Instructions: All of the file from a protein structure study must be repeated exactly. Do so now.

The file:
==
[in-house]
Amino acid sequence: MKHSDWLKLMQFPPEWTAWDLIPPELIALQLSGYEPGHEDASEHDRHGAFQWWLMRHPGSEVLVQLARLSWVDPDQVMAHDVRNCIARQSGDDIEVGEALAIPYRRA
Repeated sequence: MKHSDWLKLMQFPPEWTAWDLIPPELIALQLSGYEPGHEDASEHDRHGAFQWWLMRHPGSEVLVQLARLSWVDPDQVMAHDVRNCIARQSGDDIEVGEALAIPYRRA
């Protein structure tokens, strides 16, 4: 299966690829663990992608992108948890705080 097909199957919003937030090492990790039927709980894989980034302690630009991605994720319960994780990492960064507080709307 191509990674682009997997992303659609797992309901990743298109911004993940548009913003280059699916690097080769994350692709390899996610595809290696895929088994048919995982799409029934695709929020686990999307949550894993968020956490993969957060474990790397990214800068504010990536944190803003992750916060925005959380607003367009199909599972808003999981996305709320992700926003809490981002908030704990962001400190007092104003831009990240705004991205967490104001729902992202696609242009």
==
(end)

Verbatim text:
[in-house]
Amino acid sequence: MKHSDWLKLMQFPPEWTAWDLIPPELIALQLSGYEPGHEDASEHDRHGAFQWWLMRHPGSEVLVQLARLSWVDPDQVMAHDVRNCIARQSGDDIEVGEALAIPYRRA
Repeated sequence: MKHSDWLKLMQFPPEWTAWDLIPPELIALQLSGYEPGHEDASEHDRHGAFQWWLMRHPGSEVLVQLARLSWVDPDQVMAHDVRNCIARQSGDDIEVGEALAIPYRRA
């Protein structure tokens, strides 16, 4: 299966690829663990992608992108948890705080 097909199957919003937030090492990790039927709980894989980034302690630009991605994720319960994780990492960064507080709307 191509990674682009997997992303659609797992309901990743298109911004993940548009913003280059699916690097080769994350692709390899996610595809290696895929088994048919995982799409029934695709929020686990999307949550894993968020956490993969957060474990790397990214800068504010990536944190803003992750916060925005959380607003367009199909599972808003999981996305709320992700926003809490981002908030704990962001400190007092104003831009990240705004991205967490104001729902992202696609242009």